Revver was acquired by LiveUniverse for $5 million in February 2008. LiveUniverse stopped making regular payments of "shared" ad revenue to video creators several months after the acquisition.

Revenue model

Revver was the first video-sharing website to monetize user-generated content through advertising and to share ad revenue with the creator. Revver's system is often compared to Google's Adwords, but for video rather than websites.

The defining feature behind Revver is the RevTag, a tracking tag attached to uploaded videos. The RevTag displays an advertisement at the end of each video. When clicked, the advertiser is charged and the advertising fee is split between the video creator and Revver.

RevTags are trackable across the web so users are encouraged to share Revver videos as widely as possible. Because the RevTag is part of the video file itself, the technology works regardless of where the video file is hosted or displayed.

The Revver website provides tools for sharing, including RSS, podcasting, and embeddable FLV or QuickTime players. This minimizes any added benefits of transcoding. Revver thus makes it easy for creators and fans to embed the video anywhere while still in its original RevTagged version.

Users are further encouraged to share by Revver's affiliate program. An Affiliate is a user who helps to promote videos, through email, sneakernet, peer-to-peer sharing, or posting on their own website or on social networking sites. Revver affiliates earn 20% of ad revenue for sharing videos. The remaining revenue for each video is divided equally between the video creator and Revver.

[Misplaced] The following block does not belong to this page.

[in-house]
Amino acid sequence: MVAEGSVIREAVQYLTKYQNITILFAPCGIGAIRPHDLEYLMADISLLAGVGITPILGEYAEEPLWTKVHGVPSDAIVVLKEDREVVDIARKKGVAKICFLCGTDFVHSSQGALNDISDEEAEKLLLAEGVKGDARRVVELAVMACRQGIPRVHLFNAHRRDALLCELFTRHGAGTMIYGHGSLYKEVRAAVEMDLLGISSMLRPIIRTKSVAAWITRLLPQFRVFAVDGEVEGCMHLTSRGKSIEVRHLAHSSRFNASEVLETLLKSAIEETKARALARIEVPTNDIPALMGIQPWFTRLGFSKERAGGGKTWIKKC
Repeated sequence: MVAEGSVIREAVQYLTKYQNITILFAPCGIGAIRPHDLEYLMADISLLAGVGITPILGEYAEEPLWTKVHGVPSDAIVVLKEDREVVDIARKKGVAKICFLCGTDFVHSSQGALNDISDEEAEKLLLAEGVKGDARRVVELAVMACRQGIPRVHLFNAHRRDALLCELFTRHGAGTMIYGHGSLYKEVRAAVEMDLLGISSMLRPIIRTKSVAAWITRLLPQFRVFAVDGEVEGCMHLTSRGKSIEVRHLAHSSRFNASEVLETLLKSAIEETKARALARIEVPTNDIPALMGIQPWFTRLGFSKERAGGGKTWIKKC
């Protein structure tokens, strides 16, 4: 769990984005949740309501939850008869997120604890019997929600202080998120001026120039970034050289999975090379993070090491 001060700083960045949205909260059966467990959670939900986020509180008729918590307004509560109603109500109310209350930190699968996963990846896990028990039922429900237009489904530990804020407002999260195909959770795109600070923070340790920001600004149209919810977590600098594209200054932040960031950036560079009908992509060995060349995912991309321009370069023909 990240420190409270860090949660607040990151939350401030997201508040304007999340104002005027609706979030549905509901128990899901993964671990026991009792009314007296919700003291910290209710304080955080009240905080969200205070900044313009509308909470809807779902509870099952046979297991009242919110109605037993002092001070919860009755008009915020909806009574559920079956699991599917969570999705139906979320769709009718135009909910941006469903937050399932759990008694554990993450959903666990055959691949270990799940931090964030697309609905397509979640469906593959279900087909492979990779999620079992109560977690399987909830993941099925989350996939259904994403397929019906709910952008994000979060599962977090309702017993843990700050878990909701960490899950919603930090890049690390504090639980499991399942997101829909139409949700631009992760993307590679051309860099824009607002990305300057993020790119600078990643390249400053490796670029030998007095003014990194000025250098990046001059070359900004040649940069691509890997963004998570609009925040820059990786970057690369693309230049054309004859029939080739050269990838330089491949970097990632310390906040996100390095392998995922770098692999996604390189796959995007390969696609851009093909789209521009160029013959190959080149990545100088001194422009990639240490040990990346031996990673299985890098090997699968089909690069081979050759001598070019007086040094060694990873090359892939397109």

By using the Revver API in conjunction with sharing options like embedded players, developers create user-interactive sites where video creators, as the users of such sites, provide video content and where site owners receive affiliate revenue.

In the past, creators were able to restrict what kinds of advertisements could be placed at the end of their videos, but this feature has been removed. Advertisers may choose to request that their ads be shown in videos of certain categories, allowing them to target desired demographics.